With close to 7,500 kilometers of coastline, 6,000 rivers over 100 kilometers long, a maze of streams and brooks, 2,700 square kilometers of lakes and a huge area of lagoons, ponds and oxbows, it's clear that in Italy life and water are closely intertwined. As a result, fish and seafood have deep roots in the peninsula's gastronomy: just think of garum, the fermented fish sauce made from mackerel, sardines and anchovies that was an essential element in Ancient Roman cuisine.
Much of Italian cuisine is based on fish, and different regions use an incredible variety of different types and different cooking methods. These regional variations come from geography, culture and history, reflected in dishes like Trapani's fish couscous, Livorno's caciucco soup or Piedmont's anchovies in green sauce. Piedmont is land-locked, but salted anchovies were one of the products transported from the Ligurian sea over the hills and mountains to the Piedmontese plains along the Vie del Sale, the salt roads. The Italian peninsula is rich in similar examples of dishes deriving from cultural blendings and trading patterns-the list could go on for pages.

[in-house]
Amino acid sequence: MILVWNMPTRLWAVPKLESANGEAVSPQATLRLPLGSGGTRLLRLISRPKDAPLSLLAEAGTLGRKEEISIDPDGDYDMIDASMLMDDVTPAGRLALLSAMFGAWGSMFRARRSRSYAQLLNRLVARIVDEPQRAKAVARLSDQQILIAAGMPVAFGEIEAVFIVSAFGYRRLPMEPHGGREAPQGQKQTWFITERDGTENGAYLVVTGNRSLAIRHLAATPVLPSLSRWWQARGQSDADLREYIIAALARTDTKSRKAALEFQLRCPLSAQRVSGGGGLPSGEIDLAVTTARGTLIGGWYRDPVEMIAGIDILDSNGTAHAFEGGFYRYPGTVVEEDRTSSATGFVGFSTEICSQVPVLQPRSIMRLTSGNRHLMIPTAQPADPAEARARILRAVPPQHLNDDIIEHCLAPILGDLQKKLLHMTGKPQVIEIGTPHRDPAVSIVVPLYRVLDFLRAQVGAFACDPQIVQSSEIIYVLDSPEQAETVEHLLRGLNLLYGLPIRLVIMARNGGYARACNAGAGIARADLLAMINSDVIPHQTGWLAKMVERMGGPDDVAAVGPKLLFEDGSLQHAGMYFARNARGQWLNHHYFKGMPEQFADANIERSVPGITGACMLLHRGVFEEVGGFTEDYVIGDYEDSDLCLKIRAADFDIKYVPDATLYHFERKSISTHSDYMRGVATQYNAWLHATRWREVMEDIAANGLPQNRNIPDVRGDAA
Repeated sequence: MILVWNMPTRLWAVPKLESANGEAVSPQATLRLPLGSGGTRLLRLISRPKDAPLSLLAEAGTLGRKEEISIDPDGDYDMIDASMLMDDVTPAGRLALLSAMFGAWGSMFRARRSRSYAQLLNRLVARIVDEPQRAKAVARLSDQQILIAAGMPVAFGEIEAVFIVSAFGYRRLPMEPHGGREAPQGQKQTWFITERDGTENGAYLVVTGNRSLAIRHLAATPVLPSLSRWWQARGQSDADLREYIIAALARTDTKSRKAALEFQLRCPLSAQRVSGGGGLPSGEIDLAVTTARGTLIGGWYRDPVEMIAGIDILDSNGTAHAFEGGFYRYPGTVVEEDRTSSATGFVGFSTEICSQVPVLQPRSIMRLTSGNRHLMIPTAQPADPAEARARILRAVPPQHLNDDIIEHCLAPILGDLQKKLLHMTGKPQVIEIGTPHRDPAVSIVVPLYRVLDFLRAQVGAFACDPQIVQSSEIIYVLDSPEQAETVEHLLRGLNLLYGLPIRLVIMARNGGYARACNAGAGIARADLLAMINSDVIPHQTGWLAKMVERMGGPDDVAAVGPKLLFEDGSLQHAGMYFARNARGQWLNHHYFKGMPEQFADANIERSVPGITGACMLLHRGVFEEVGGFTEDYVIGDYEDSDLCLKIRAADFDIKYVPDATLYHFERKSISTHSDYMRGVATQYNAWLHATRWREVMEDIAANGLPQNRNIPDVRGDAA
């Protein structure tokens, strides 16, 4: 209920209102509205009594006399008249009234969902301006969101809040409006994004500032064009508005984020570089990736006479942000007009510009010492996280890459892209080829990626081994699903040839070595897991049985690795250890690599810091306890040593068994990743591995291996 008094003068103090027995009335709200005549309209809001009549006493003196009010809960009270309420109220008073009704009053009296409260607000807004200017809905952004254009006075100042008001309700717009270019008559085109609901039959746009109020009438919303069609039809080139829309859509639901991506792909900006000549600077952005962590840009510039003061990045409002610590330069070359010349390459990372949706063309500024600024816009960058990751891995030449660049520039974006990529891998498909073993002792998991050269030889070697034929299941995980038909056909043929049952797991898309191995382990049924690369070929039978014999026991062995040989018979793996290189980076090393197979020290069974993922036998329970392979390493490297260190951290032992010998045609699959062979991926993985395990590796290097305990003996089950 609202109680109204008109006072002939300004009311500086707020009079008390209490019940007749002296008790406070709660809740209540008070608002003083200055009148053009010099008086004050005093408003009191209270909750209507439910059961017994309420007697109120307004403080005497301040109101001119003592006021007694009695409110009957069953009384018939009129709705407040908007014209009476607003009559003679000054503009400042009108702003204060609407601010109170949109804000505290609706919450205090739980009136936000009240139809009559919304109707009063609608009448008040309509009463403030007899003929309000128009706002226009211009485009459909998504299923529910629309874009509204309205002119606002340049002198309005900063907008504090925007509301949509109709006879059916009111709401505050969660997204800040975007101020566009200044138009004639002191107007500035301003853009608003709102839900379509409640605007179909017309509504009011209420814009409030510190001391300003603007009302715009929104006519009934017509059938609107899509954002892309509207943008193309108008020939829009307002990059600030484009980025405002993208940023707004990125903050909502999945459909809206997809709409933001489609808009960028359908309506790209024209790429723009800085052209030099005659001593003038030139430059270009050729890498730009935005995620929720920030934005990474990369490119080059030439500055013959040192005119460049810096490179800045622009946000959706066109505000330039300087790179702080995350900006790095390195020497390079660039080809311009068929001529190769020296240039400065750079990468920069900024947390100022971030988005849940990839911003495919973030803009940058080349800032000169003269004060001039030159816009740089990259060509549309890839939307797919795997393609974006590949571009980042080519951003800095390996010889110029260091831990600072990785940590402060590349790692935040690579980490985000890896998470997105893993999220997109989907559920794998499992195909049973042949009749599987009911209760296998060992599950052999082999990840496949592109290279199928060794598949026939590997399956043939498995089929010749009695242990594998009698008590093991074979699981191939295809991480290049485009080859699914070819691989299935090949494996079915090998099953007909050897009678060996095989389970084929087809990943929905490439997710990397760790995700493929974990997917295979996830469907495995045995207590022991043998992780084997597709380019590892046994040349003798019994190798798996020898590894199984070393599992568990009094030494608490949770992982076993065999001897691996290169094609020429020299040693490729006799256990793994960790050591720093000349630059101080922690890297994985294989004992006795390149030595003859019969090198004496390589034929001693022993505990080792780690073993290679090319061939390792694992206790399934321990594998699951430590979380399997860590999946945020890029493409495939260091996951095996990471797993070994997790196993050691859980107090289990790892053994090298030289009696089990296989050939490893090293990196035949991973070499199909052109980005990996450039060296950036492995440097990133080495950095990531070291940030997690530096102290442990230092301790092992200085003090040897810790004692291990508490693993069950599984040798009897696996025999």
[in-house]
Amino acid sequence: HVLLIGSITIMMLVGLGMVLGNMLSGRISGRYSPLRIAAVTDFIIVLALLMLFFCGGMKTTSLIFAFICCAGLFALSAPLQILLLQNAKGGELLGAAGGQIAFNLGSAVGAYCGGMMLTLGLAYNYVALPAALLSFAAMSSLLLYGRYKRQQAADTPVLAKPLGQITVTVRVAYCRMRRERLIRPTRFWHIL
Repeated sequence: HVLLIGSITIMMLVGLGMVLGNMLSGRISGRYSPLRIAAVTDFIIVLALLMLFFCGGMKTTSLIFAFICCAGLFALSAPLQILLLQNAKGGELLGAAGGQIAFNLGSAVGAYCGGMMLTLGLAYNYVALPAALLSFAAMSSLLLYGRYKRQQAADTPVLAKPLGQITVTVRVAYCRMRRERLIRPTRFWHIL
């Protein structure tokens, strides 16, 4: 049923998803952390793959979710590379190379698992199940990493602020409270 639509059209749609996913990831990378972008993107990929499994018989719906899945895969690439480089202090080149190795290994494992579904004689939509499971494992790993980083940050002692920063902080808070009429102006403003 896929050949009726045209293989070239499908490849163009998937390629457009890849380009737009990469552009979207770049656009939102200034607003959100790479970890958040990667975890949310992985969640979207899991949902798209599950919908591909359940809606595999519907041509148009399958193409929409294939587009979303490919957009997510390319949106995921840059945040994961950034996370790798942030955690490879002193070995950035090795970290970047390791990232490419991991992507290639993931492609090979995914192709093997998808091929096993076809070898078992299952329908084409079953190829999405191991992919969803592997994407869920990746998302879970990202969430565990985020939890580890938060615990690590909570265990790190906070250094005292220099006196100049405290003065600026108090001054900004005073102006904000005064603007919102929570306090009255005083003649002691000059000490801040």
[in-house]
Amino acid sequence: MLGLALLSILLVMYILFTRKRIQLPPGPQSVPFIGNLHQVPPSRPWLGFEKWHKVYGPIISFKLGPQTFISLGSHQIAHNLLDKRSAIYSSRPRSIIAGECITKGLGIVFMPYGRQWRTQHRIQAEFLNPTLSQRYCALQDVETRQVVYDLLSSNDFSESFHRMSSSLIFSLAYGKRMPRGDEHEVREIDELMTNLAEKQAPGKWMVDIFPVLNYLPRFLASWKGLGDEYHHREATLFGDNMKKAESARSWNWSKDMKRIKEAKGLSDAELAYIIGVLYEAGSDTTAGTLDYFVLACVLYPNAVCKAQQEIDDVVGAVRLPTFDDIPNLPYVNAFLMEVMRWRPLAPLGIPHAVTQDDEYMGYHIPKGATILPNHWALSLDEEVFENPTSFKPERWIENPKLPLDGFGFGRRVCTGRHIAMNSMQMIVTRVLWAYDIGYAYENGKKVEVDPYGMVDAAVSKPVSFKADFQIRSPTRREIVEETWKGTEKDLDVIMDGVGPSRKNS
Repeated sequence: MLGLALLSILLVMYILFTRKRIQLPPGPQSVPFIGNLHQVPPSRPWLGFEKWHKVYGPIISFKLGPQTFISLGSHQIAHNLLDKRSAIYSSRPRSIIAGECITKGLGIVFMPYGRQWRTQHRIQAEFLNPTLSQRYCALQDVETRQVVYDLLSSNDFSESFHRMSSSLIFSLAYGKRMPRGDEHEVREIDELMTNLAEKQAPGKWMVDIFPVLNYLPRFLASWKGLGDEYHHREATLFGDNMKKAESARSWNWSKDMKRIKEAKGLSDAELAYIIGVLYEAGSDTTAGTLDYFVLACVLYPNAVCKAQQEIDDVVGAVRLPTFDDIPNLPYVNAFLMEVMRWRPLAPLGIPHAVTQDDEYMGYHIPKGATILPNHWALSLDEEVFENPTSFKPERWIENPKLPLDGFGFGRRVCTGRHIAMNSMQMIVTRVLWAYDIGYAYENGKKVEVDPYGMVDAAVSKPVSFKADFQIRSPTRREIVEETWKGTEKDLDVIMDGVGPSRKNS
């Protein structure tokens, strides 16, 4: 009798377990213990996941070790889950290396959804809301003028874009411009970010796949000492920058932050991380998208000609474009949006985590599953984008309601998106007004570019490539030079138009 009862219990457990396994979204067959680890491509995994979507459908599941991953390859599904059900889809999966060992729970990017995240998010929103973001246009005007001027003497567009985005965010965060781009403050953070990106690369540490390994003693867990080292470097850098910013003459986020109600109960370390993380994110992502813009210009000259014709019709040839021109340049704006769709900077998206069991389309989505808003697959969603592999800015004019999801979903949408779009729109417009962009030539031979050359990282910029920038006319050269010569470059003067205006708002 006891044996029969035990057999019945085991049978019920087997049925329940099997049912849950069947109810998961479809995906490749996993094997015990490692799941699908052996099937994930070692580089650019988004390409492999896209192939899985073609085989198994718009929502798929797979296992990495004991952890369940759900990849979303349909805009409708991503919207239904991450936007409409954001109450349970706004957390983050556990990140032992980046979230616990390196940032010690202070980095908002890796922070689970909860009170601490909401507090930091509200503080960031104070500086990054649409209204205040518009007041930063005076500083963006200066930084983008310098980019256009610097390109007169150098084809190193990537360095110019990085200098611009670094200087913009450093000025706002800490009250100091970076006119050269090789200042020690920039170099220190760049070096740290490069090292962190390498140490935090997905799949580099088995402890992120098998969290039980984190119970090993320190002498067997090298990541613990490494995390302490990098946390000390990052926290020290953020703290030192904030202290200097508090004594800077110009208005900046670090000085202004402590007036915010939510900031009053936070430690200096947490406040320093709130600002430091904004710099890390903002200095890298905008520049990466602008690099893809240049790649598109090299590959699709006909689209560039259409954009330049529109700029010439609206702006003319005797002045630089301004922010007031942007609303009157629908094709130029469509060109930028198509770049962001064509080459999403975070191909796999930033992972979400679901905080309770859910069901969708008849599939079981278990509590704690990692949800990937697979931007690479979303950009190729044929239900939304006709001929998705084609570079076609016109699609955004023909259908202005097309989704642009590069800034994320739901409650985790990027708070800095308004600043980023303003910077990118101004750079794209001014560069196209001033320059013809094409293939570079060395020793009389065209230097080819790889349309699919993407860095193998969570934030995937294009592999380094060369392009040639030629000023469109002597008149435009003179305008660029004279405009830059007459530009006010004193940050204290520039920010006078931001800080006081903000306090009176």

Sadly today this great diversity is at risk of disappearing, as are the traditions and role of small-scale fishers. Some species are now threatened, while others are not in demand and so have disappeared from the fishmonger's display, in Italy as well as the rest of the world.
And yet there is still a wealth of sustainable, delicious and cheap fish to be discovered. In this section we will be collecting examples of recipes using sustainable, local species, contributed by fishers, restaurants, cooks or consumers from around Italy who are working to bring the Slow Fish campaign to their local area.